The City of Turku controls 58 subsidiaries, of which 49 are consolidated in the consolidated financial statements. Of the consolidated subsidiaries, three are foundations and 20 are housing and real estate companies. There are 25 consolidated associated entities and three joint municipal authorities. Four subsidiaries and five associated entities have been consolidated through the sub-group of the Joint Municipal Authority of the Hospital District of Southwest Finland.
At the end of the financial year, the balance sheet total was EUR 1,792.7 million. The decrease compared to the previous year was EUR 13.6 million (-0.8%). The surplus for the financial period increased equity by EUR 10.2 million (1.3%).
The City’s liquidity remained good throughout the year. At the end of 2020, the City’s cash reserves amounted to EUR 139 million (EUR 204 million in 2019), not including investments in the City’s own funds. Cash reserves decreased by EUR 65 million in 2020. As regards the cash reserves, long-term interest investments were discontinued almost entirely in 2020 since the decreased interest level pushed the values of interest investments too high, resulting in a poor risk-reward ratio.
The largest ongoing infrastructure projects were the Logomo bridge and the Market Square. Other extensive construction projects in the urban environment included the extension to Pyhän Maarian tie, Koroistenkaari and Puolalanmäki. Among the ongoing renovation projects of the City’s service buildings, the largest ones were the modifications of Ruiskatu 8, the renovation of Puolala School and the renovation of the Kallelankatu day care centre.
The operating cash flow was positive by EUR 48.1 million (-6.5 in the financial statements for 2019). The increase in internal financing is largely the result of the central government’s measures to support municipal tax funding, which boosted the annual margin significantly from the previous year. EUR 53.1 million was received as central government transfers and EUR 22.3 million was received for corporate tax revenue. Of the central government transfer, EUR 47.7 went to basic services and EUR 1.5 million to the Education and Culture Division.
Revenue from central government transfers amounted to a total of EUR 336.5 million, being EUR 74.7 million, i.e. 28.6% more than the previous year. The central government granted a sizeable support package for municipalities to cover the effects of the coronavirus pandemic.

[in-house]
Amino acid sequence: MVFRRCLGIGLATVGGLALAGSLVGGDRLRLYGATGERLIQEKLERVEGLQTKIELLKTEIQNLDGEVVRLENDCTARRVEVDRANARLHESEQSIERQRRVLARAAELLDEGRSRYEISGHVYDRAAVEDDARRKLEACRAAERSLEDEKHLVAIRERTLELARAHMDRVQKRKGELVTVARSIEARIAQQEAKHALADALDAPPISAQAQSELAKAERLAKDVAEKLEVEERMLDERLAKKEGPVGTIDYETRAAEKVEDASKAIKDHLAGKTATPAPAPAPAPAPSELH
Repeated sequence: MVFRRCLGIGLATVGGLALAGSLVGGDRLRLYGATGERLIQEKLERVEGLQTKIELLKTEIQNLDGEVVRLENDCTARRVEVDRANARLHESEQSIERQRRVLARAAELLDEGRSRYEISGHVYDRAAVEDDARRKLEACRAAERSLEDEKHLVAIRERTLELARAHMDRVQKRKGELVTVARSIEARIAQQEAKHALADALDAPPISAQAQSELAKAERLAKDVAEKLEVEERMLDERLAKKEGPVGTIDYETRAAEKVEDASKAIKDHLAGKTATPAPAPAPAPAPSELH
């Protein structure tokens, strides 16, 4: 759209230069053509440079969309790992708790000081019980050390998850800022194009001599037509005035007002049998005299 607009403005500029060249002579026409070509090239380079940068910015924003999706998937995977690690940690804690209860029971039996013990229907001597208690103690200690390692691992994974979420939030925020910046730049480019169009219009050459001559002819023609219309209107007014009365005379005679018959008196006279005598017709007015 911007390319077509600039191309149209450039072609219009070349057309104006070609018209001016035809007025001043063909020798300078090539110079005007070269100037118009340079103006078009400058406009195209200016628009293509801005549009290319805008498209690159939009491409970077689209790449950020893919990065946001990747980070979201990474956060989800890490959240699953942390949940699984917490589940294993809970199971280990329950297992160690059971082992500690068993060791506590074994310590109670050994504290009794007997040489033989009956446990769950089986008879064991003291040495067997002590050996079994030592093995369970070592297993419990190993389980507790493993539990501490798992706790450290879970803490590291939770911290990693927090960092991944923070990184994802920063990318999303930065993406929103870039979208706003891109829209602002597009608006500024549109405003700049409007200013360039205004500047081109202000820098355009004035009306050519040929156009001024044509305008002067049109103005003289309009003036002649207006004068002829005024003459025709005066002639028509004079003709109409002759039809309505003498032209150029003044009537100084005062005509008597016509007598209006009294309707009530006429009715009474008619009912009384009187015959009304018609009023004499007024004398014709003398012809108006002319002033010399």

Determination of Turku’s tax revenue
Income tax rate (%)
Property tax rate (%):
The unexpected coronavirus pandemic significantly restricted the predictability and development of national and municipal economies. However, a surplus of EUR 10.2 million for the financial period was achieved primarily thanks to a EUR 75.4 million central government injection to support the tax funding of municipalities. EUR 53.1 million was received as central government transfers and EUR 22.3 million was received for corporate tax revenue. Of the central government transfer, EUR 47.7 went to basic services and EUR 1.5 million to the Education and Culture Division.
Measured in person-years, the amount of labour used (entire personnel) during the period 1 January–31 December 2020 was 10,489.4. The reference figure from 2019 takes into account the transfer of the family law unit to the City on 1 March 2020/1 April 2020 (+7,3 person-years) and the transfer of the welfare division’s information system support to 2M-IT Oy on 1 September 2020 (-2,6 person-years). Taking the organisational changes into account, the use of labour across the entire staff increased by 19.5 person years (+0.19%).
Produced by Statistics Finland, division-specific turnover data for the Turku sub-region is available until the end of September 2020. The impacts of the coronavirus pandemic are evident in the development of turnover and the number of employees of the Turku sub-region and the entire country. The turnover for businesses in all sectors increased moderately by 0.9% (entire country -0.8%) from the previous year in the Turku sub-region during the first quarter of 2020, but turned to a steep decline in the second quarter (sub-region -10.9% and entire country -8.5%).
The budget for 2021 and the financial plan for 2021–2024 are strongly in deficit.
Across the globe, the year 2020 was characterised by the coronavirus pandemic and its dramatic impacts on the functionality of societies. Finland implemented strong restriction measures to curb the pandemic, especially during the spring of 2020. The restrictions and changes in people’s behaviour had a significant impact on the City’s operations and its operating environment. However, the effect on Finland’s general economic situation was more moderate than originally feared.
The summary presents the main points of the city of Turku's 2020 financial statements.
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